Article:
Updated: Jan 30
I spent a lovely morning gathering herbs and making a variety of remedies out at the You Pick Garden, alongside some good friends and herbalists. It doesn't get any better than that!
My tip for this week is to gather elderflower, yarrow flowering tops, and peppermint and make a "Fever Blend" tincture using equal parts of each. All three are perfect for gathering right now, so why not put them together now to be ready for a future fever? Traditionally, the three are dried and then used to make tea, drinking it as hot as you can handle to help to break a fever. But, being a lazy herbalist, I make a tincture as I likely won't feel like making myself a tea when I'm sick. However, I do think there is great merit to using the three as a hot tea when ill - simply makes sense. So I think I will dry some of each, also, to use for tea and will add the tincture to the hot tea to reap the benefits extracted by the tincture along with the hot water of the tea.
Just thinking aloud here while I write.
Why these three herbs? All three are diaphoretic herbs, which means they induce perspiration by pushing interior heat to the exterior, and opening the pores of the skin to allow the ventilation of excess heat. Check out this website for a brief explanation of diaphoretic herbs.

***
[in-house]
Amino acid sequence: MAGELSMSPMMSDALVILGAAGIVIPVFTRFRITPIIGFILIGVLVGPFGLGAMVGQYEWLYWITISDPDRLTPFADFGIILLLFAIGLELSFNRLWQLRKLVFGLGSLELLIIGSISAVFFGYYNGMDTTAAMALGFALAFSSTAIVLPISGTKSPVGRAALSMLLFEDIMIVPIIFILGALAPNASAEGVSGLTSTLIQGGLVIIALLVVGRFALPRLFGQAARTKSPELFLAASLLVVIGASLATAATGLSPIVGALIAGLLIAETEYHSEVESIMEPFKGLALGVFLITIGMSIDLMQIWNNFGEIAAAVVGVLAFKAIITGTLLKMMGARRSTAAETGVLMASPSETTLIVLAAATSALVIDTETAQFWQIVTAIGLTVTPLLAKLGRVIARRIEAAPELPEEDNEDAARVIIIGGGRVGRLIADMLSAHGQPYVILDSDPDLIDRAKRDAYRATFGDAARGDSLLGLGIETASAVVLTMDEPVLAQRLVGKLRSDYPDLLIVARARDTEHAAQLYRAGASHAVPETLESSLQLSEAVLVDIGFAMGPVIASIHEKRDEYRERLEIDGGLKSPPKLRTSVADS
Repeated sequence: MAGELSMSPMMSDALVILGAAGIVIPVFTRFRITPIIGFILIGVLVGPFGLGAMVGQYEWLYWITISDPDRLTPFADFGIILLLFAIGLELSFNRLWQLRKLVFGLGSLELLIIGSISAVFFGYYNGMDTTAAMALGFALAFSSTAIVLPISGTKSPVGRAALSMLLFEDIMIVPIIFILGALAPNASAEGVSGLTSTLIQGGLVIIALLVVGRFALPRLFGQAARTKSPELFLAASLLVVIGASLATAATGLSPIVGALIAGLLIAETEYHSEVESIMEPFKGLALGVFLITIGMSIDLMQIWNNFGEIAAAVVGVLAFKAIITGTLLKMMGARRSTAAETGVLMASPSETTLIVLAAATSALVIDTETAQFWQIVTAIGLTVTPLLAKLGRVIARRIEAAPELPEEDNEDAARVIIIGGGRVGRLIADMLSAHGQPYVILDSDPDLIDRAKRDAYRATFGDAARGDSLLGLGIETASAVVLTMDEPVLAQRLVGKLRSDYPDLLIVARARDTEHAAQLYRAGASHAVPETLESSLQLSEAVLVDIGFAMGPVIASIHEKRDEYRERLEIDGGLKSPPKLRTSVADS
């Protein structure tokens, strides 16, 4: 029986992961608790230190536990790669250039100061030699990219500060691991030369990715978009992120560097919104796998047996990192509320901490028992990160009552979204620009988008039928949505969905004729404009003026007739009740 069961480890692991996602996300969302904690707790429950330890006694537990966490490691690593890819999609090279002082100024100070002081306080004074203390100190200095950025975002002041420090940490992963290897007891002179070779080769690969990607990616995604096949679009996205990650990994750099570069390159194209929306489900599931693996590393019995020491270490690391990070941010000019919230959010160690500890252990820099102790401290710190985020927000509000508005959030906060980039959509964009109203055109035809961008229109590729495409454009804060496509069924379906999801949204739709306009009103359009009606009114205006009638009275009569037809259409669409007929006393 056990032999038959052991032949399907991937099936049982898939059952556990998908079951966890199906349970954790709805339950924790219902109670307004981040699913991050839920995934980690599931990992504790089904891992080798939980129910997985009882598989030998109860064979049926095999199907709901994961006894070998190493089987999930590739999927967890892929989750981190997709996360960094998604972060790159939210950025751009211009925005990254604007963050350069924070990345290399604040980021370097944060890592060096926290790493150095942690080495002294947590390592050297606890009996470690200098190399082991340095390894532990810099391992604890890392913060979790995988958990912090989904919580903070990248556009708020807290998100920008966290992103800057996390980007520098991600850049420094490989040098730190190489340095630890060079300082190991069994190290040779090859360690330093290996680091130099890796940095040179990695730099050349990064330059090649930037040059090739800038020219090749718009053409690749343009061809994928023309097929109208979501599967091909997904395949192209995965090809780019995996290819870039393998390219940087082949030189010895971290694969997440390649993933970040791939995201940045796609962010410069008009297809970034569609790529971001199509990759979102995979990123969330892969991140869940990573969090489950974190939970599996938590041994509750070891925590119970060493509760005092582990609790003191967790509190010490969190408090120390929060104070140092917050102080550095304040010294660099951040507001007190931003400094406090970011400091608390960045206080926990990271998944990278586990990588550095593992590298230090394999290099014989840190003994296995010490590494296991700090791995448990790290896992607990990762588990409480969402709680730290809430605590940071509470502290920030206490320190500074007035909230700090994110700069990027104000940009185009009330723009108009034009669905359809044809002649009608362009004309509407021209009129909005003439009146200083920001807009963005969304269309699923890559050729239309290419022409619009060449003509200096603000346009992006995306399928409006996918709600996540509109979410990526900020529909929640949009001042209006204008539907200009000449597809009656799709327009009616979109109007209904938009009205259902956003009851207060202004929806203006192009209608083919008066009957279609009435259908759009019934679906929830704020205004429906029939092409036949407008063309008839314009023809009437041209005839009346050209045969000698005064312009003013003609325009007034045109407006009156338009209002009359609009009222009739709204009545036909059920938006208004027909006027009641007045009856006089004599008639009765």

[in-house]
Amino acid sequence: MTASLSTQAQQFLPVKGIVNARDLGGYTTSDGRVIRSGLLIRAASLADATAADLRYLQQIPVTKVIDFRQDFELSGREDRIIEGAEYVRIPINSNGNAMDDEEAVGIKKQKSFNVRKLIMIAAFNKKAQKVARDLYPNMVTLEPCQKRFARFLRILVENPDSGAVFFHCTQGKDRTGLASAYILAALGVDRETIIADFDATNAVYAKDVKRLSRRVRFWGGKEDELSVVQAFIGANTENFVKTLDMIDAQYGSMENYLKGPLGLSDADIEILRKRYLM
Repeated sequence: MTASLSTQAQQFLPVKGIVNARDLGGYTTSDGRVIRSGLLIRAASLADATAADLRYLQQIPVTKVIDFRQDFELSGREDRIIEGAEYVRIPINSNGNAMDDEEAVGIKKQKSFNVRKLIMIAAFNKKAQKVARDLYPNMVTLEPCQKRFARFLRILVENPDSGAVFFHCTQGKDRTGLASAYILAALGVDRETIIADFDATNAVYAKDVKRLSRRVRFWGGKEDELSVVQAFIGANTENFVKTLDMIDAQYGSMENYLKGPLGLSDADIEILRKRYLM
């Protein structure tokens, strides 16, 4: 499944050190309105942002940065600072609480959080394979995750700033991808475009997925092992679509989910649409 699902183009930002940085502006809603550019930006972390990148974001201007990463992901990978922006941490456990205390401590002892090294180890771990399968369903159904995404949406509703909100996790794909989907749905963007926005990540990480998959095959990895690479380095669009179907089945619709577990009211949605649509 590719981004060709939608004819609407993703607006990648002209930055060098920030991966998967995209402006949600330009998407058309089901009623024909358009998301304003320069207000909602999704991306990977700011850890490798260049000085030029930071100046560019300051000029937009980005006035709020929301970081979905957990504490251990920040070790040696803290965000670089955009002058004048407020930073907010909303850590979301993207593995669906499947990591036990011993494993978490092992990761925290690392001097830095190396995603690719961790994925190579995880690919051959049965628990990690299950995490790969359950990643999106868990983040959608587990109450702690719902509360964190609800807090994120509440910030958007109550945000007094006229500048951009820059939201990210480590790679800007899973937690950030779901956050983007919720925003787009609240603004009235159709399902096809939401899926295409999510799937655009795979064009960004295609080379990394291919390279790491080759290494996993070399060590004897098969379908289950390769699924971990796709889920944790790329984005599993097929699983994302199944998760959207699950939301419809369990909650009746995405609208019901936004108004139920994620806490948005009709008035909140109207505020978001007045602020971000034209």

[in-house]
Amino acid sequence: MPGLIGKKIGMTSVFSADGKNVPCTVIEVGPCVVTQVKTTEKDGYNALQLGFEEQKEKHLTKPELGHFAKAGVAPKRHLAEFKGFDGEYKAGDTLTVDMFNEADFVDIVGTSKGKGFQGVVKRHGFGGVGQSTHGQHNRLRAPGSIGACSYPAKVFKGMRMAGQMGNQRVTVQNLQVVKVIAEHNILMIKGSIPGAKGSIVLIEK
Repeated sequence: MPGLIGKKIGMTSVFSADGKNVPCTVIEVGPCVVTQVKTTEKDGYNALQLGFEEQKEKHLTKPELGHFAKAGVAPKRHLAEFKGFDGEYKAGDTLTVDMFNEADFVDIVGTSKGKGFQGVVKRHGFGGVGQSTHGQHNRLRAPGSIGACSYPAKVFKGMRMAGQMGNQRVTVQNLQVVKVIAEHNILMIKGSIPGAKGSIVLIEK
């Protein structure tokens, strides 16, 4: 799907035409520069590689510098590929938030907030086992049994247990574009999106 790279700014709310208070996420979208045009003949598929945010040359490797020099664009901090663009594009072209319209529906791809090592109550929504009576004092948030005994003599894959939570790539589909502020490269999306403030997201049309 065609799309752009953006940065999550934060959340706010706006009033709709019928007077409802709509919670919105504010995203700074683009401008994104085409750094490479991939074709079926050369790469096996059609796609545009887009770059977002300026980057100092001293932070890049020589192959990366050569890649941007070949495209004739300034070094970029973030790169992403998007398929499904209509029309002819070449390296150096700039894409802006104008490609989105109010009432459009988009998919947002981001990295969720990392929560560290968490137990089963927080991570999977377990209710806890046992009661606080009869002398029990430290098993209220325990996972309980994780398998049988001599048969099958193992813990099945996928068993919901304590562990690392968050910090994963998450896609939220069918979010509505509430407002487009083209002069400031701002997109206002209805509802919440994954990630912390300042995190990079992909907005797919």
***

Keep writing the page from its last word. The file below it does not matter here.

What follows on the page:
Yarrow is a stimulating diaphoretic, meaning it primarily increases circulation outward, toward the surface/skin. Elderflower is a relaxing diaphoretic, meaning it primarily relaxes the pores and lessens resistance to the increased circulation. Peppermint is both stimulating and relaxing. Great trifecta for reducing a high fever! Add that to the fact that all three are also fantastic antivirals. Nothing more need be said.
Although "nothing more need be said", if you know me, you know it is hard for me to stop! So come on out to the You Pick Medicinal Herbs Garden and listen to me ramble on and on! Several people asked if I could meet them there on Monday, 6/29, at 7:00 PM, so I am. Feel free to join us there if it works out for you. You are welcome to gather herbs while there, of course. Or even just sit back (bring your own chair) and listen to the herb-focused chatter. It's a lovely place to spend a summer evening, surrounded by the wild and cultivated flowering herbs and bees and butterflies and herbalists. No notice needed, just come on out if it works out for you. Evenings are beautiful there. Bring your own supplies and equipment if you want to gather herbs, of course.